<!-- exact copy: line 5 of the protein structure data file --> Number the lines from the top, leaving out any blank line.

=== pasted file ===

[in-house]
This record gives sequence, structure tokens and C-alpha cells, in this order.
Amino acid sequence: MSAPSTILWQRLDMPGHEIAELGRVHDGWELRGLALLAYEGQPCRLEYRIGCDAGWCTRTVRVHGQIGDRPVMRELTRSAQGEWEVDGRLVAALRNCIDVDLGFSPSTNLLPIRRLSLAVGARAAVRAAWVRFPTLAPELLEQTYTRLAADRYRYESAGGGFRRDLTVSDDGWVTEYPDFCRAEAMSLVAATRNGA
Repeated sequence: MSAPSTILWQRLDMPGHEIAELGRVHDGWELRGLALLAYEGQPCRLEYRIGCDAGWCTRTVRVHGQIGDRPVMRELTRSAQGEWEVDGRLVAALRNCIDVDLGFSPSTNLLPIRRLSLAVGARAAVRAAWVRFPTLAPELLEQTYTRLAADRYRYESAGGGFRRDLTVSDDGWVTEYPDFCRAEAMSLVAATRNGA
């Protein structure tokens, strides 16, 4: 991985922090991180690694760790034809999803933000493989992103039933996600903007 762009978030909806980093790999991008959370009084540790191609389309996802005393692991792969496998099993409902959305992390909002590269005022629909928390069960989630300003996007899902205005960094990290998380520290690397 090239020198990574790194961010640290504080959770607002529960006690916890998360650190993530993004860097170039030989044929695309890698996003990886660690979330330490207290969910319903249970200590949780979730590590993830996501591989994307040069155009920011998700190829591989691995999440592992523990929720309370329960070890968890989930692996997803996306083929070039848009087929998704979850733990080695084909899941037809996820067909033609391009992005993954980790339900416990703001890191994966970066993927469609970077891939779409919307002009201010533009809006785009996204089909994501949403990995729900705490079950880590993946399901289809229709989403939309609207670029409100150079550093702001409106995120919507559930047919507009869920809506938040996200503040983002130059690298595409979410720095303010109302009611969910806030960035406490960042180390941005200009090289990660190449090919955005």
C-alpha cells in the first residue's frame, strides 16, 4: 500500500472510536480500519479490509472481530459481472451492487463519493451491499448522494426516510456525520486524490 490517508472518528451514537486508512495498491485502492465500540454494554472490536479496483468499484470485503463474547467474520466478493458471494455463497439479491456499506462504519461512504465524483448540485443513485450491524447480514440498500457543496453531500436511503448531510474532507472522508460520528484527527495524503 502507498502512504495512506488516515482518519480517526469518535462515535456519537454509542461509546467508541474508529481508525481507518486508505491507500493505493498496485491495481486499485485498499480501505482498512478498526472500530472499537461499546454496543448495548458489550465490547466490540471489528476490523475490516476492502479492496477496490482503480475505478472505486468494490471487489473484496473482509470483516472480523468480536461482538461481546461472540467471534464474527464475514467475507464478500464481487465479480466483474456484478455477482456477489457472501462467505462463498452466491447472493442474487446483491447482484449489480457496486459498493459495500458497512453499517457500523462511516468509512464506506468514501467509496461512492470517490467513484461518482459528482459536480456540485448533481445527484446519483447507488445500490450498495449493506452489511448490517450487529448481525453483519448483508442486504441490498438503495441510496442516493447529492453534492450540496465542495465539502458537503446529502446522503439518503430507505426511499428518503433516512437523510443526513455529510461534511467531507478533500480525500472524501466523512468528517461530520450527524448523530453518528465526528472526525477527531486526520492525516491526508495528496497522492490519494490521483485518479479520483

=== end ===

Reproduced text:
């Protein structure tokens, strides 16, 4: 991985922090991180690694760790034809999803933000493989992103039933996600903007 762009978030909806980093790999991008959370009084540790191609389309996802005393692991792969496998099993409902959305992390909002590269005022629909928390069960989630300003996007899902205005960094990290998380520290690397 090239020198990574790194961010640290504080959770607002529960006690916890998360650190993530993004860097170039030989044929695309890698996003990886660690979330330490207290969910319903249970200590949780979730590590993830996501591989994307040069155009920011998700190829591989691995999440592992523990929720309370329960070890968890989930692996997803996306083929070039848009087929998704979850733990080695084909899941037809996820067909033609391009992005993954980790339900416990703001890191994966970066993927469609970077891939779409919307002009201010533009809006785009996204089909994501949403990995729900705490079950880590993946399901289809229709989403939309609207670029409100150079550093702001409106995120919507559930047919507009869920809506938040996200503040983002130059690298595409979410720095303010109302009611969910806030960035406490960042180390941005200009090289990660190449090919955005």